Friday, May 31, 2013

SHABBAT: Carrying on Shabbat. Walls vs. Wires

Previously, we explained the debate between the rabbis on the mater of the definition of a public domain. If a public domain is an area where 600,000 people circulate or an area with wide streets ( see here) . 

Today, we should examine another related matter . 
As we know the whole principle of this type of 'erub is that by enclosing a public domain (reshut harabbim) that domain becomes a private domain (reshut hayahid) allowing us then to carry in that area during Shabbat.  The question is what kind of enclosing will turn a public domain into a private domain?  In order to to turn a public neighborhood into a private one you have to have a real fence around it. Think about a private gated neighborhoods or gated communities very common in South america (and Florida). These neighborhoods, according to Wikipedia, are enclosed  with " a closed perimeter of walls and fences". Similarly, when we have an area which is Halakhically considered a public domain either because it has wide streets or because it has an actual circulation of 600,000 people, if that area is enclosed with an 'erub made of "walls and gates", then it will be permitted to carry in that area.   (To clarify: The definitions of reshut harabbim and reshut hayahid have to do not with who owns the property but with some topographic and architectural features. A forest owned by one single individual but which has no walls or fence surrounding it would be a public domain.  On the other hand, even an entire city, if surrounded by walls with gates that close at night, would be a private domain).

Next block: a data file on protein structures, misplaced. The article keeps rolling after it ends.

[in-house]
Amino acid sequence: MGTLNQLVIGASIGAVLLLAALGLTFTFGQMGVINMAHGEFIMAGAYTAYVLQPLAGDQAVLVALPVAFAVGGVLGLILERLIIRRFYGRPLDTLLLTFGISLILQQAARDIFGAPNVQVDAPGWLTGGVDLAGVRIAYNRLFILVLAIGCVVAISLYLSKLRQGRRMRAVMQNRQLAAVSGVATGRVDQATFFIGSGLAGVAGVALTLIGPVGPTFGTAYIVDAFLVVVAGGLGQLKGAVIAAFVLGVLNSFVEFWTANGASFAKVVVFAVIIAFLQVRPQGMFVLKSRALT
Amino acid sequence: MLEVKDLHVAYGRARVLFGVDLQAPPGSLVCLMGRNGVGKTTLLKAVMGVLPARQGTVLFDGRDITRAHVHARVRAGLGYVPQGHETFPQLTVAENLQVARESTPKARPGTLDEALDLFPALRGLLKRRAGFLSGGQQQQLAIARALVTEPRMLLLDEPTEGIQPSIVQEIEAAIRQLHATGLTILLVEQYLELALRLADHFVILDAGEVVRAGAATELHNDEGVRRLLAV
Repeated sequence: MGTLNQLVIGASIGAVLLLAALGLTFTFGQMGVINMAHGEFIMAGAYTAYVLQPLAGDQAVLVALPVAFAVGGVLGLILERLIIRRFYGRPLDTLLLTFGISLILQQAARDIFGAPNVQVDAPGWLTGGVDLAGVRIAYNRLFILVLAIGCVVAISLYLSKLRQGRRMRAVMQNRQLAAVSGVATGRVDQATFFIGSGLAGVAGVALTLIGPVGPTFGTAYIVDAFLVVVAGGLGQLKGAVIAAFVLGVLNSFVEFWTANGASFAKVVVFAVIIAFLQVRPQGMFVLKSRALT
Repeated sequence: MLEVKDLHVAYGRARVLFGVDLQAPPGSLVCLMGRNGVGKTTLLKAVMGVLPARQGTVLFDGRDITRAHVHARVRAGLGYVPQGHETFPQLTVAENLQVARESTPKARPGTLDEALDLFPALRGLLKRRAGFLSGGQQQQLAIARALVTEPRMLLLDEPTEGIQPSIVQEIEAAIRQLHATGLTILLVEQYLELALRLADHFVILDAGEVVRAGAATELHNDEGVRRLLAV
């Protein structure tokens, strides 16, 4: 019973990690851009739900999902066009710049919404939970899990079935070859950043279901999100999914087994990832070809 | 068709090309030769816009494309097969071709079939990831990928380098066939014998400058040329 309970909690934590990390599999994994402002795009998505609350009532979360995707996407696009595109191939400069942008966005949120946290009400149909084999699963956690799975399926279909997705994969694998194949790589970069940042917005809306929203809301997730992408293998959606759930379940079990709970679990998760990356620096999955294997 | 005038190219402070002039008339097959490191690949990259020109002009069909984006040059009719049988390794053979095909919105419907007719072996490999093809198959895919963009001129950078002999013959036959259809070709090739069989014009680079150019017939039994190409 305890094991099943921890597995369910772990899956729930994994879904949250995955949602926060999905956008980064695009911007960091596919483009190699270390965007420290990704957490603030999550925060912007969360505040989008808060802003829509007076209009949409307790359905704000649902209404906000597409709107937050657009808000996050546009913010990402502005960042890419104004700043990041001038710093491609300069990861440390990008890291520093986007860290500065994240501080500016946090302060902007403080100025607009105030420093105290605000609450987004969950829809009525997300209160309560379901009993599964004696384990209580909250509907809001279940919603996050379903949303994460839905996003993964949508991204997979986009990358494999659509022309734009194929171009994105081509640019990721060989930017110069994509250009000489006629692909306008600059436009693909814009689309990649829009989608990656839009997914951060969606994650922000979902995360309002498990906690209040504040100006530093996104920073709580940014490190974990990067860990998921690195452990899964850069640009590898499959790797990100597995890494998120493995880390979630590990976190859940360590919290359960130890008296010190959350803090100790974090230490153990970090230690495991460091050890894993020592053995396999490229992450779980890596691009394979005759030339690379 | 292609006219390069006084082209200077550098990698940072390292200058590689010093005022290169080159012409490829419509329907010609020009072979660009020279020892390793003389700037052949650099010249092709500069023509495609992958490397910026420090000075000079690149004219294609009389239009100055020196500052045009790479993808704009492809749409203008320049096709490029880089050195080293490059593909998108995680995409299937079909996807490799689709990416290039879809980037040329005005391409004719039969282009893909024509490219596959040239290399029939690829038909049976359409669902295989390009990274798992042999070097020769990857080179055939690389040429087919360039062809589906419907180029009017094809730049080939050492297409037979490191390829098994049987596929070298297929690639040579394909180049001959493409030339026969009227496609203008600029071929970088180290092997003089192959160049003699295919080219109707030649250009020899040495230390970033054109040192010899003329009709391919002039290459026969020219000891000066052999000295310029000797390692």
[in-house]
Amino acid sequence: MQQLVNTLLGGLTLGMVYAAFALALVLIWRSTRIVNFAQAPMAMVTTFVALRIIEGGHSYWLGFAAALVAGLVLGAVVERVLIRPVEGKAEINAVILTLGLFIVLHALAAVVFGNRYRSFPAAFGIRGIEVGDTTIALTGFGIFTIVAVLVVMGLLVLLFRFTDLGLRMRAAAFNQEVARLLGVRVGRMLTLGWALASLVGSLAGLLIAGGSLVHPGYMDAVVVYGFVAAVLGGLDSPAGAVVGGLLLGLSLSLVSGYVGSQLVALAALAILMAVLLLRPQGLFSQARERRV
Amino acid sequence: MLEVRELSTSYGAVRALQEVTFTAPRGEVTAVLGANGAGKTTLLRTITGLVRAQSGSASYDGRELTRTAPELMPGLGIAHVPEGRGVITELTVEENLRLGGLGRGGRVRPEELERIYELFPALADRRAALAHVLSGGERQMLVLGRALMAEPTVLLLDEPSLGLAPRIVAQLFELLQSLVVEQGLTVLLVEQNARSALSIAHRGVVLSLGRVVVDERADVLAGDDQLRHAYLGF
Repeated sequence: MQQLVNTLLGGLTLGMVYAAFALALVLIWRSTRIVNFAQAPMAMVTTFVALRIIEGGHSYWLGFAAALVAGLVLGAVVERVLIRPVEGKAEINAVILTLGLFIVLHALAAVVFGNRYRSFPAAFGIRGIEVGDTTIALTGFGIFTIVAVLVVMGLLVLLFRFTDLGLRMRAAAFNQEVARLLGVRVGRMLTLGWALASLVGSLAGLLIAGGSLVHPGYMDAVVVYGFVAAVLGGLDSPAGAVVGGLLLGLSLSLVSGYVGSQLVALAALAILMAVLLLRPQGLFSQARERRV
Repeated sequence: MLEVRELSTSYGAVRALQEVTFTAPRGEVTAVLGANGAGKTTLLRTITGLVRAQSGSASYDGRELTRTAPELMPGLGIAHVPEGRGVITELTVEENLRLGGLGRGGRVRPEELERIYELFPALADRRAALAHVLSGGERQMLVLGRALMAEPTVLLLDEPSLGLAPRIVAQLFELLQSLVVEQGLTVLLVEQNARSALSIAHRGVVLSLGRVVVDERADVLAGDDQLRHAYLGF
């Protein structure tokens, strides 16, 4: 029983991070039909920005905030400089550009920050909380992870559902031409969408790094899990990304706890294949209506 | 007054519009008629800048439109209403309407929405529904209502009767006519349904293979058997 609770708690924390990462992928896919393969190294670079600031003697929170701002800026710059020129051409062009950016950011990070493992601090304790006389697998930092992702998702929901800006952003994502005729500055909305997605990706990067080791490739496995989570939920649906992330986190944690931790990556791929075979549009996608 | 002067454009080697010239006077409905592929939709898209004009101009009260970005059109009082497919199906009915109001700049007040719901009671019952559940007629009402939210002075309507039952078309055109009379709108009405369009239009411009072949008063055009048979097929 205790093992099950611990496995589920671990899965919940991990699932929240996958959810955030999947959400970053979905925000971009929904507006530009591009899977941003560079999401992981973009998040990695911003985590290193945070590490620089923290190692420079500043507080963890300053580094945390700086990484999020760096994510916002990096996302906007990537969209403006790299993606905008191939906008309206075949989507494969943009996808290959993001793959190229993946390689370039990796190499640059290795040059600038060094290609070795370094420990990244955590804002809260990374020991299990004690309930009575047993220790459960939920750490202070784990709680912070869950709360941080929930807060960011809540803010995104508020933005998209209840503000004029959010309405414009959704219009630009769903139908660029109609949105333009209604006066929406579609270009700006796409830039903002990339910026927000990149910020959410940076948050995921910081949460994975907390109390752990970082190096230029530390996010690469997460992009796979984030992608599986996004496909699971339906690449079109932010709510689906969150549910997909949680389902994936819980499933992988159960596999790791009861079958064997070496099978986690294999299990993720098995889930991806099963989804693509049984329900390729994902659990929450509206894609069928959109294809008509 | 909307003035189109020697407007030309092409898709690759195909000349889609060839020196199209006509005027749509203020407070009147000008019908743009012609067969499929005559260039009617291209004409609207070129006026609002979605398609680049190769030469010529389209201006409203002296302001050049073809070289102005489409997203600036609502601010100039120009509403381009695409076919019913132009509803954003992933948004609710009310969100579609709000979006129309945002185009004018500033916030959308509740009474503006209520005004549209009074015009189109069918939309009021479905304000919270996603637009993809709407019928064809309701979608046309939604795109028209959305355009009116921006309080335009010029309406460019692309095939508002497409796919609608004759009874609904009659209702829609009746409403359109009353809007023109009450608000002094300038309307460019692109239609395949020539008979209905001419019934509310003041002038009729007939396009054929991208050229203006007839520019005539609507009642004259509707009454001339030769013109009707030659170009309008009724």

Now, there are areas which are not considered a public domain. For example: a village with very narrow streets and a small population.  These areas are viewed like a semi-public domain (in Hebrew karmelit). We still cannot carry on Shabbat in semi-public domains, but the requirements for turning these areas into private domains are more flexible. 

(To be continued...)

Shabbat Shalom.

Candle Lighting in NYC:    8:00 pm
Shabbat Ends in NYC:      9:01 pm

Sephardic food at its best.